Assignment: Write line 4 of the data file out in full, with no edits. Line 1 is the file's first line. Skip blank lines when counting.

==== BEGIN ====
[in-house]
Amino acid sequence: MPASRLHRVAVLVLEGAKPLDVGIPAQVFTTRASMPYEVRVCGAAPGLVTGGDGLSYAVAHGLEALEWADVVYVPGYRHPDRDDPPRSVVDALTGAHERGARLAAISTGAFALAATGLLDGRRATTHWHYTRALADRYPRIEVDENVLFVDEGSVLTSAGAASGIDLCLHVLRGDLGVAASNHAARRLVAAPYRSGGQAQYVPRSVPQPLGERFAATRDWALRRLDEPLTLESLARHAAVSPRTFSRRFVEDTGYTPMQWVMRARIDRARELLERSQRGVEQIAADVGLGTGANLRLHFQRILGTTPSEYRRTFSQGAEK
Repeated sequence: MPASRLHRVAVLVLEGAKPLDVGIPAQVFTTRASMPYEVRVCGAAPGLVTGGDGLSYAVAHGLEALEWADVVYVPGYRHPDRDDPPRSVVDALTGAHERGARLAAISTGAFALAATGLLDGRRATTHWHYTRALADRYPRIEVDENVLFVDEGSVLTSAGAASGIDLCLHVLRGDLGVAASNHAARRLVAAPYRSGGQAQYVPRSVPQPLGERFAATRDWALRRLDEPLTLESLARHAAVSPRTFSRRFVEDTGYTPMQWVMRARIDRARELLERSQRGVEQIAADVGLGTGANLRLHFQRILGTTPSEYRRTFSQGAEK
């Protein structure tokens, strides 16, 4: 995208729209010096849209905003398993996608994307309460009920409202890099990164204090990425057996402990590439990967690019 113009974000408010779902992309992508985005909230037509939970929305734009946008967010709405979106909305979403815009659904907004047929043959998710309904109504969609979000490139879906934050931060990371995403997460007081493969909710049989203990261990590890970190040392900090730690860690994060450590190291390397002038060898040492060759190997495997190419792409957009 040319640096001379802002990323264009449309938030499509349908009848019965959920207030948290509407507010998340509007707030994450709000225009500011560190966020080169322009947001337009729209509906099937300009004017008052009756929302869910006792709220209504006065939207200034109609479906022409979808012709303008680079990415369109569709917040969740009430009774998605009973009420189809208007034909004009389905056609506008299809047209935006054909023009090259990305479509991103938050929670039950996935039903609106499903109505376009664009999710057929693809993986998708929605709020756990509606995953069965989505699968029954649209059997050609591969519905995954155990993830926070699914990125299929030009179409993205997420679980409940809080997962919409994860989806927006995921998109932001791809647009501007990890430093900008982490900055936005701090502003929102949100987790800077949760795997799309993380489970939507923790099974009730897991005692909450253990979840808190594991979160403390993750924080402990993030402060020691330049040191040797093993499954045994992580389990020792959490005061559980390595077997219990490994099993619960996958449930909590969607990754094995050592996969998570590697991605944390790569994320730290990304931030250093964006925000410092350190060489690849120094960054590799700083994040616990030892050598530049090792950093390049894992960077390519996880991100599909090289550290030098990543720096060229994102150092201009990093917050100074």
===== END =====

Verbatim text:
């Protein structure tokens, strides 16, 4: 995208729209010096849209905003398993996608994307309460009920409202890099990164204090990425057996402990590439990967690019 113009974000408010779902992309992508985005909230037509939970929305734009946008967010709405979106909305979403815009659904907004047929043959998710309904109504969609979000490139879906934050931060990371995403997460007081493969909710049989203990261990590890970190040392900090730690860690994060450590190291390397002038060898040492060759190997495997190419792409957009 040319640096001379802002990323264009449309938030499509349908009848019965959920207030948290509407507010998340509007707030994450709000225009500011560190966020080169322009947001337009729209509906099937300009004017008052009756929302869910006792709220209504006065939207200034109609479906022409979808012709303008680079990415369109569709917040969740009430009774998605009973009420189809208007034909004009389905056609506008299809047209935006054909023009090259990305479509991103938050929670039950996935039903609106499903109505376009664009999710057929693809993986998708929605709020756990509606995953069965989505699968029954649209059997050609591969519905995954155990993830926070699914990125299929030009179409993205997420679980409940809080997962919409994860989806927006995921998109932001791809647009501007990890430093900008982490900055936005701090502003929102949100987790800077949760795997799309993380489970939507923790099974009730897991005692909450253990979840808190594991979160403390993750924080402990993030402060020691330049040191040797093993499954045994992580389990020792959490005061559980390595077997219990490994099993619960996958449930909590969607990754094995050592996969998570590697991605944390790569994320730290990304931030250093964006925000410092350190060489690849120094960054590799700083994040616990030892050598530049090792950093390049894992960077390519996880991100599909090289550290030098990543720096060229994102150092201009990093917050100074």